Oireachtas Joint and Select Committees
Tuesday, 3 November 2015
Committee on Finance, Public Expenditure and Reform: Select Sub-Committee on Finance
Single Resolution Fund Motion: Discussion
I thank the Minister, Deputy Noonan, for attending today's meeting, which serves two purposes. Before we move on to Committee Stage of the Finance (Miscellaneous Provisions) Bill 2015, we must consider a motion that, like the aforementioned Bill, was referred to this committee by the Dáil on 22 October 2015. The motion agreed by the Dáil on that date states:
That the proposal that Dáil Éireann approves the terms of the Intergovernmental Agreement on the Transfer and Mutualisation of Contributions to the Single Resolution Fund as required under Article 29.5.2° of the Constitution, signed at Brussels on 21 May 2014, a copy which was laid before Dáil Éireann on 9 October 2015, be referred to the Select Sub-committee on Finance, in accordance with Standing Order 82A(3)(b) and (6)(a), which, not later than 10 November 2015, shall send a message to the Dáil in the manner prescribed in Standing Order 87, and Standing Order 86(2) shall accordingly apply.
I welcome the Minister for Finance and his officials to this meeting. I invite the Minister to make an opening statement.
I thank the Select Sub-Committee on Finance for inviting me before it to discuss the Dáil motion on the proposed ratification by Ireland of the intergovernmental agreement on the transfer and mutualisation of contributions to the Single Resolution Fund, which will enable the subsequent ratification of the intergovernmental agreement, IGA, to the Single Resolution Mechanism, SRM. This Dáil motion is a component part of the overall ratification process, with the other major element being the enabling legislation in Part 2 of the Finance (Miscellaneous Provisions) Bill 2015. This legislation, which we will discuss later, is short because the Attorney General indicated that the core points of function of the Minister and the power to spend are all that need to be dealt with in primary law. The remaining commitments in the agreement are binding on the State at state level only and do not, therefore, require domestic legislation to give effect to them.
The requirement for the motion arises from the same Attorney General advice which indicated that as the intergovernmental agreement constitutes an international agreement under Article 29.5.2 of the Constitution and, as it deals with funding and involves a charge on public funds - albeit that the contributions will be raised at national level in accordance with the bank recovery and resolution directive and the SRM regulation - Dáil approval is required. It is necessary, therefore, for the Minister for Finance to propose to move a Dáil motion accordingly.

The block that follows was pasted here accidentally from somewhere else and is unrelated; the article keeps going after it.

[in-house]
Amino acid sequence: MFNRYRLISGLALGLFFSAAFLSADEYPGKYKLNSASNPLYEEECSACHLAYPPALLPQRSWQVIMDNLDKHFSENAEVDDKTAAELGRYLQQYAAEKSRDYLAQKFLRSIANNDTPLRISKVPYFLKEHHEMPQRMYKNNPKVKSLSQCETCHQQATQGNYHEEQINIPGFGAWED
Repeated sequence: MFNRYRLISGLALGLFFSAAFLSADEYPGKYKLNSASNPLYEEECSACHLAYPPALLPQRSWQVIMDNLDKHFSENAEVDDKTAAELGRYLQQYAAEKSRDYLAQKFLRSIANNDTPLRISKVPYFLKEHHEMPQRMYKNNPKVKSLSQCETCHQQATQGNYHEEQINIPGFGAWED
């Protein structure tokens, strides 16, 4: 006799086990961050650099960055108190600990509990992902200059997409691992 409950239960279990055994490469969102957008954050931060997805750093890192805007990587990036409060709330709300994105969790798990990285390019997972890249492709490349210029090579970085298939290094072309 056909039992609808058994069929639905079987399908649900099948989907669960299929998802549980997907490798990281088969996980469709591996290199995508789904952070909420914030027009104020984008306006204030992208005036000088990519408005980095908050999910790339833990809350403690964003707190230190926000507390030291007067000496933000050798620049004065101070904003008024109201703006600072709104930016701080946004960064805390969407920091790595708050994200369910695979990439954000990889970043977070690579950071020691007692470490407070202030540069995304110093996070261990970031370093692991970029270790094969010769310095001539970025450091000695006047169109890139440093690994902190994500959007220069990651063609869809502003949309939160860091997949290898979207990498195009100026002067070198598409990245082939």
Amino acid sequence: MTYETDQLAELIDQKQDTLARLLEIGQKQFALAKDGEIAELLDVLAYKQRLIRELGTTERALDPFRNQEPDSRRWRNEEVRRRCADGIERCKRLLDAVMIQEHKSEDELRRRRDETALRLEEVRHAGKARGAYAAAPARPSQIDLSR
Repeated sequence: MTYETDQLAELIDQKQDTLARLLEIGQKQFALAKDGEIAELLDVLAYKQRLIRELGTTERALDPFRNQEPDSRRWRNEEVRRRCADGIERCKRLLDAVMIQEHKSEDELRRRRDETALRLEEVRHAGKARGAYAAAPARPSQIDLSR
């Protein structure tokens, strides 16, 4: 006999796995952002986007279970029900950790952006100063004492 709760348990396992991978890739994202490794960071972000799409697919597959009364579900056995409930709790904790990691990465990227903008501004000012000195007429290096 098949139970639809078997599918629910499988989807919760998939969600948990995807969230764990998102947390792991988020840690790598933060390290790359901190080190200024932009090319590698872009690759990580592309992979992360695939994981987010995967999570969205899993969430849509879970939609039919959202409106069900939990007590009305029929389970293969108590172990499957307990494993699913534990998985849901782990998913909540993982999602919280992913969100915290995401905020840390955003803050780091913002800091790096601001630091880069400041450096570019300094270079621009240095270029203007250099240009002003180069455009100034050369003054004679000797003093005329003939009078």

As members are aware, there is a requirement for the member states to ratify the IGA before 30 November in order for the Single Resolution Mechanism to come into force by 1 January 2016. Some 90% of the aggregate of the weighted votes of all participating member states is required for this to happen. As members will appreciate, the SRM is a very important part of the banking union agenda and failure to meet this deadline would be a major embarrassment for the banking union project and could undermine its credibility. Consequently, I am seeking members' support for this Dáil motion.
The IGA was negotiated in order to enable the Single Resolution Fund, a key element of the Single Resolution Mechanism, to be operationalised. The Single Resolution Mechanism is the second pillar of the banking union and will ensure that if a bank subject to the Single Supervisory Mechanism, SSM, faces serious difficulties, its resolution will be managed efficiently with minimal costs to taxpayers and the real economy through a single resolution board and a Single Resolution Fund, financed by levies imposed on the banking sector. What this means in practice is that should any of our three major banks get into financial trouble, the decision about putting it into resolution will be made by the single resolution board rather than our domestic resolution authority. In addition, where bail-in of shareholders, capital instruments and eligible liabilities is insufficient to cover losses of the bank in question, then there will be access to funds from the Single Resolution Fund. This has the aim of breaking the link between banks and the sovereign and thus avoiding a repeat of the issues faced by countries during the recent financial crisis.